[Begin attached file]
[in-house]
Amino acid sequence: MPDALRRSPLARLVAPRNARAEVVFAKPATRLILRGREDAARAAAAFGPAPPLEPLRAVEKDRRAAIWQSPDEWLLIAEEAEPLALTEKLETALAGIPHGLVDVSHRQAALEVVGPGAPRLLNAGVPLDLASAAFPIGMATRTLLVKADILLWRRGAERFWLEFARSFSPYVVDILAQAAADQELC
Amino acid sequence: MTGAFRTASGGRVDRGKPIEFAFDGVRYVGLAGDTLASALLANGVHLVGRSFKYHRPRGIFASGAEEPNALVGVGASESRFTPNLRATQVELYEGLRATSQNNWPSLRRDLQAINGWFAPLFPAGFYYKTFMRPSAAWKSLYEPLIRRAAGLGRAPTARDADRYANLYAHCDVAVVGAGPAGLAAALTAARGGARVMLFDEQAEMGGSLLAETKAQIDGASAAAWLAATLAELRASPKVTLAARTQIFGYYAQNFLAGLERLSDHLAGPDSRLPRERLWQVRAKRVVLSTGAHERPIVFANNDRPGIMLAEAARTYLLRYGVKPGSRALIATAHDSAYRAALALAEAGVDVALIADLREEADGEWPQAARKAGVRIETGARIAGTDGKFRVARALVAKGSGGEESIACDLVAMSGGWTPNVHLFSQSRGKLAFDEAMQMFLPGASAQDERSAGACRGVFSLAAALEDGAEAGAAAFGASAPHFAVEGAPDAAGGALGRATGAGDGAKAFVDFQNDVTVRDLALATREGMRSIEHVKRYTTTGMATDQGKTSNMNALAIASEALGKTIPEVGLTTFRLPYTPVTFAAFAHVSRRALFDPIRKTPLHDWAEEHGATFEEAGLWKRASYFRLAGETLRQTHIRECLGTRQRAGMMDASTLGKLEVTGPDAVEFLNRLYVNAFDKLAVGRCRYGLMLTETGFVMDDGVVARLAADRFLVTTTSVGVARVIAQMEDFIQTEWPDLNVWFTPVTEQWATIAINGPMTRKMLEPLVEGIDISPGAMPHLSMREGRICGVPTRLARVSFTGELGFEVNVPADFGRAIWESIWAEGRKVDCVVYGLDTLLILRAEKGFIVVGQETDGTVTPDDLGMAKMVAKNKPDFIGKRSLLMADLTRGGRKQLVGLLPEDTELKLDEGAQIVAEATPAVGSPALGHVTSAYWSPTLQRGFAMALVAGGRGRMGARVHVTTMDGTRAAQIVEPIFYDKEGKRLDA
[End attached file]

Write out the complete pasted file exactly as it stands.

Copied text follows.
[in-house]
Amino acid sequence: MPDALRRSPLARLVAPRNARAEVVFAKPATRLILRGREDAARAAAAFGPAPPLEPLRAVEKDRRAAIWQSPDEWLLIAEEAEPLALTEKLETALAGIPHGLVDVSHRQAALEVVGPGAPRLLNAGVPLDLASAAFPIGMATRTLLVKADILLWRRGAERFWLEFARSFSPYVVDILAQAAADQELC
Amino acid sequence: MTGAFRTASGGRVDRGKPIEFAFDGVRYVGLAGDTLASALLANGVHLVGRSFKYHRPRGIFASGAEEPNALVGVGASESRFTPNLRATQVELYEGLRATSQNNWPSLRRDLQAINGWFAPLFPAGFYYKTFMRPSAAWKSLYEPLIRRAAGLGRAPTARDADRYANLYAHCDVAVVGAGPAGLAAALTAARGGARVMLFDEQAEMGGSLLAETKAQIDGASAAAWLAATLAELRASPKVTLAARTQIFGYYAQNFLAGLERLSDHLAGPDSRLPRERLWQVRAKRVVLSTGAHERPIVFANNDRPGIMLAEAARTYLLRYGVKPGSRALIATAHDSAYRAALALAEAGVDVALIADLREEADGEWPQAARKAGVRIETGARIAGTDGKFRVARALVAKGSGGEESIACDLVAMSGGWTPNVHLFSQSRGKLAFDEAMQMFLPGASAQDERSAGACRGVFSLAAALEDGAEAGAAAFGASAPHFAVEGAPDAAGGALGRATGAGDGAKAFVDFQNDVTVRDLALATREGMRSIEHVKRYTTTGMATDQGKTSNMNALAIASEALGKTIPEVGLTTFRLPYTPVTFAAFAHVSRRALFDPIRKTPLHDWAEEHGATFEEAGLWKRASYFRLAGETLRQTHIRECLGTRQRAGMMDASTLGKLEVTGPDAVEFLNRLYVNAFDKLAVGRCRYGLMLTETGFVMDDGVVARLAADRFLVTTTSVGVARVIAQMEDFIQTEWPDLNVWFTPVTEQWATIAINGPMTRKMLEPLVEGIDISPGAMPHLSMREGRICGVPTRLARVSFTGELGFEVNVPADFGRAIWESIWAEGRKVDCVVYGLDTLLILRAEKGFIVVGQETDGTVTPDDLGMAKMVAKNKPDFIGKRSLLMADLTRGGRKQLVGLLPEDTELKLDEGAQIVAEATPAVGSPALGHVTSAYWSPTLQRGFAMALVAGGRGRMGARVHVTTMDGTRAAQIVEPIFYDKEGKRLDA